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Understanding managed distributions
Managed distribution programs provide the potential for:
- Higher and smoother distribution levels vs. traditional fixed income strategies2
- Attractive regular distributions from equity and alternative investment strategies which may offer higher total return opportunities
Managed distribution programs are typically used for closed-end funds that expect capital appreciation to comprise a meaningful portion of the fund’s return, such as those with equity or alternative investment strategies. These programs seek to convert a fund’s expected long-term total return into attractive regular distributions.
Closed-end fund managed distribution programs are designed to facilitate regular, relatively consistent distributions to shareholders, typically by:
- Estimating a fund’s long-term total return (both income and long-term appreciation, net of expenses)
- Setting a regular monthly or quarterly distribution amount intended to match the fund’s total distributions to its total return over time
The hypothetical example below shows how this may work over a one-year period.1
What is the source of each regular distribution?
Each regular distribution is typically set based on the portfolio’s historical and expected long-term return (appreciation and investment income net of expenses), and may include any or all of the following sources:
- Net investment income (dividends and interest, net of certain expenses)
- Realized capital gains (long- or short-term)
- A return of fund capital, which may consist of shareholders’ initial principal plus portfolio appreciation that has not yet been realized as a capital gain, if any
Any time a distribution includes realized gains or fund capital, a fund must give shareholders a written notice (called a 19a notice) of estimated distribution sources.
At the end of the fund’s tax year, the actual distribution sources are calculated and sent to shareholders via 1099-DIV tax forms.
The goal: attractive regular distributions from a variety of investment strategies
What else is important to know about managed distribution programs?
Shareholders should compare a fund’s distribution rate on net asset value (NAV) with its total return on NAV, over various time periods.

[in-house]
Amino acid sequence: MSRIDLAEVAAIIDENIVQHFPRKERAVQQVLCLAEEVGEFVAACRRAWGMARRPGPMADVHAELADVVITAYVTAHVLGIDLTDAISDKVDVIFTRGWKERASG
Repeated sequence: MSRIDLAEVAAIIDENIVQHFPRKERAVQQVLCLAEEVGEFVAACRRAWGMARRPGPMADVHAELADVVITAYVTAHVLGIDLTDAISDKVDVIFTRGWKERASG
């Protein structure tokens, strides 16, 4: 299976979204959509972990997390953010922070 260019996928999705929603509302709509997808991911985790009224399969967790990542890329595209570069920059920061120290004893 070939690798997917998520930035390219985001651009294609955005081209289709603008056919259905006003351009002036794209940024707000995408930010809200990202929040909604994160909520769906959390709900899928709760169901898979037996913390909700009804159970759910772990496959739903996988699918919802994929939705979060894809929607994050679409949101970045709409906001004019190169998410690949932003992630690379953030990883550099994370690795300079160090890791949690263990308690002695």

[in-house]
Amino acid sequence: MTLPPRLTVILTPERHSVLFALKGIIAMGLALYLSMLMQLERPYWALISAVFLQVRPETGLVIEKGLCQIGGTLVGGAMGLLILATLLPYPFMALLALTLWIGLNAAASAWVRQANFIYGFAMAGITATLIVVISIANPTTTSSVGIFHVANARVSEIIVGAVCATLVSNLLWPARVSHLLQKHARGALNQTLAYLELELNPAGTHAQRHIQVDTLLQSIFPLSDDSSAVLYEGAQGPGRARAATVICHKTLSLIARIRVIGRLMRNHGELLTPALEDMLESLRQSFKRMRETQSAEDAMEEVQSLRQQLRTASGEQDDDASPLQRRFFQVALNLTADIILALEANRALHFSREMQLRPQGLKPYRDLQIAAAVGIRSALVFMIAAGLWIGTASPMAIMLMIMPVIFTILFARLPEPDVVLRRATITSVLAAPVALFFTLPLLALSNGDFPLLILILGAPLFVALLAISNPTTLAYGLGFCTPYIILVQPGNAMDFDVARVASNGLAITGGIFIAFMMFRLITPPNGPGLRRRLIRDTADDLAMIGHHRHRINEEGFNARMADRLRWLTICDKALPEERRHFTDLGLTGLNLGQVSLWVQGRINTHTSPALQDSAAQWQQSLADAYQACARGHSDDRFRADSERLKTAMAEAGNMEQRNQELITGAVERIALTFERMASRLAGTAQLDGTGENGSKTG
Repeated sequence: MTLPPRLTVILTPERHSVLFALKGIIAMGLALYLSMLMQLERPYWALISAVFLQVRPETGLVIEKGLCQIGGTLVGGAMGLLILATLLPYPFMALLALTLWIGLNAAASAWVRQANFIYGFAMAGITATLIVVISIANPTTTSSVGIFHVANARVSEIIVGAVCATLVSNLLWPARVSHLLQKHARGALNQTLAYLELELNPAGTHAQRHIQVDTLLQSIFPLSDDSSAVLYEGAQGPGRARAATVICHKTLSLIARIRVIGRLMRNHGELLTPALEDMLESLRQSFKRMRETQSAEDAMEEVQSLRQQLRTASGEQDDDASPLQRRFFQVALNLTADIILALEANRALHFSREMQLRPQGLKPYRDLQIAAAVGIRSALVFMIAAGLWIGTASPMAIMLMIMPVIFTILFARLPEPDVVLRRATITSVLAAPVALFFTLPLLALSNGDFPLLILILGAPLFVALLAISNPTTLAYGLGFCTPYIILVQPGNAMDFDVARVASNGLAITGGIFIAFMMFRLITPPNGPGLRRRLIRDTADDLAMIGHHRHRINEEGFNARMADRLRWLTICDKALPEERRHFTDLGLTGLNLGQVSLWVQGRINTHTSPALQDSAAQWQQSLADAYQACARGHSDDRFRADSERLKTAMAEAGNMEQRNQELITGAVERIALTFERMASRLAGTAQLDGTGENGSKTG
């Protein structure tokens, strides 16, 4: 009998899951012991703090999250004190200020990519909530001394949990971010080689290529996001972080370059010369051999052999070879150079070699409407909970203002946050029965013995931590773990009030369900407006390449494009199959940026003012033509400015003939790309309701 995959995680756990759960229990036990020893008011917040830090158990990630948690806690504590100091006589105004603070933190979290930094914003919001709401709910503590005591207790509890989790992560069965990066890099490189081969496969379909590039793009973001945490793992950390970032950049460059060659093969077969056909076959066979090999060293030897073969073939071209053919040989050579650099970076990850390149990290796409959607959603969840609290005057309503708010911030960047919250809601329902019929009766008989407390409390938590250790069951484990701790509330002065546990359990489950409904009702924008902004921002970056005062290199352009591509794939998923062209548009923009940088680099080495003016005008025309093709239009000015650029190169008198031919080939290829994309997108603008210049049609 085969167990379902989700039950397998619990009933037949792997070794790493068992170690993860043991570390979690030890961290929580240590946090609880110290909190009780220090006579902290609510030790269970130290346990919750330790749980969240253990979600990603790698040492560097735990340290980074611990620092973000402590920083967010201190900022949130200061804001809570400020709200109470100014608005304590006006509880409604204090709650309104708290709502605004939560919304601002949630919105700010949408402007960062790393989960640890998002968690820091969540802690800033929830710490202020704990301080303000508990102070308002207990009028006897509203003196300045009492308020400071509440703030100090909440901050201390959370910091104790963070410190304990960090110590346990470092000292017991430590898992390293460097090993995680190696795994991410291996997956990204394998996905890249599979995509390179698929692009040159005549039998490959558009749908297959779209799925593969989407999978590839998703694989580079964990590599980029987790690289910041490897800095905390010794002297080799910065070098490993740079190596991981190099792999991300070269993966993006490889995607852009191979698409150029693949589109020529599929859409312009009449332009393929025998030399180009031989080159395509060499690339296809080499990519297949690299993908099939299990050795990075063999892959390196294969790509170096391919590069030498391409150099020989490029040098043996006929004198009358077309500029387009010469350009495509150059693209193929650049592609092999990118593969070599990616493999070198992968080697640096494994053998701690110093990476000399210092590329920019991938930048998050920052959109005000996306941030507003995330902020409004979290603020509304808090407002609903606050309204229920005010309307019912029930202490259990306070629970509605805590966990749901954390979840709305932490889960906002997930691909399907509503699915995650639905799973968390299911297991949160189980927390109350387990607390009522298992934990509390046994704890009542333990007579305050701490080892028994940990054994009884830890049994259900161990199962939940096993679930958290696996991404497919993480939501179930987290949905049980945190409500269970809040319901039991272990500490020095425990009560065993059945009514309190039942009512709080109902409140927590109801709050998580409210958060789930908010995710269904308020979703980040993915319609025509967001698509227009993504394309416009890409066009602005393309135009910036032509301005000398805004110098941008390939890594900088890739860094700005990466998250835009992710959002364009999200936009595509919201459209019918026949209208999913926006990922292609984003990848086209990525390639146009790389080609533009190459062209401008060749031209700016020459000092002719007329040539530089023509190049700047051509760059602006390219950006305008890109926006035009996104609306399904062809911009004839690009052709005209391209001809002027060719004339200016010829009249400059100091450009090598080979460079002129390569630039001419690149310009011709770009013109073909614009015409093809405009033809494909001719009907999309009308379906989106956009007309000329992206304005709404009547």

- If total return equals or exceeds the distribution rate on NAV, the program has successfully preserved the fund’s capital while paying out fund income and appreciation via regular distributions. Any return of capital represents fund appreciation that has not yet been realized as a capital gain.
- If total return is less than the distribution rate on NAV, some or all of the distribution represents return of capital that includes part of the shareholders’ principal.
- It is likely that a fund will experience both cases (distributions both greater than, and less than, fund return) during an extended time period. The goal is typically to have the overall distributions roughly correspond to returns. If they do not, fund managers may change the distribution amount to better align fund distributions with the fund’s actual return.
Why invest with Nuveen?
1 Hypothetical examples are shown for illustrative purposes only and do not represent any Nuveen fund. Net realized losses may offset net realized gains throughout the year. Managed distributions may also be paid quarterly rather than monthly.
2 Versus using an income-only approach that pays a large capital gain once per year.
Important notes and risk considerations
Fund shares are not guaranteed or endorsed by any bank or other insured depository institution, and are not federally insured by the Federal Deposit Insurance Corporation. Shares of closed-end funds are subject to investment risks, including the possible loss of principal invested, and frequently trade at prices higher or lower than their net asset value. The value of any closed-end fund may at any point in time be worth less than the original investment. Past performance is no guarantee of future results.
Managed distribution policies are designed to provide attractive, regular distributions throughout the course of the year. Under a managed distribution policy, a fund seeks to maintain a stable regular distribution amount that, over the long term, matches the fund’s total distributions paid to its total return. Closed-end fund historical distribution sources have included net investment income, realized gains, and return of capital. You should not draw any conclusions about a fund’s past or future investment performance from its current distribution rate.
Nuveen Securities, LLC, member FINRA and SIPC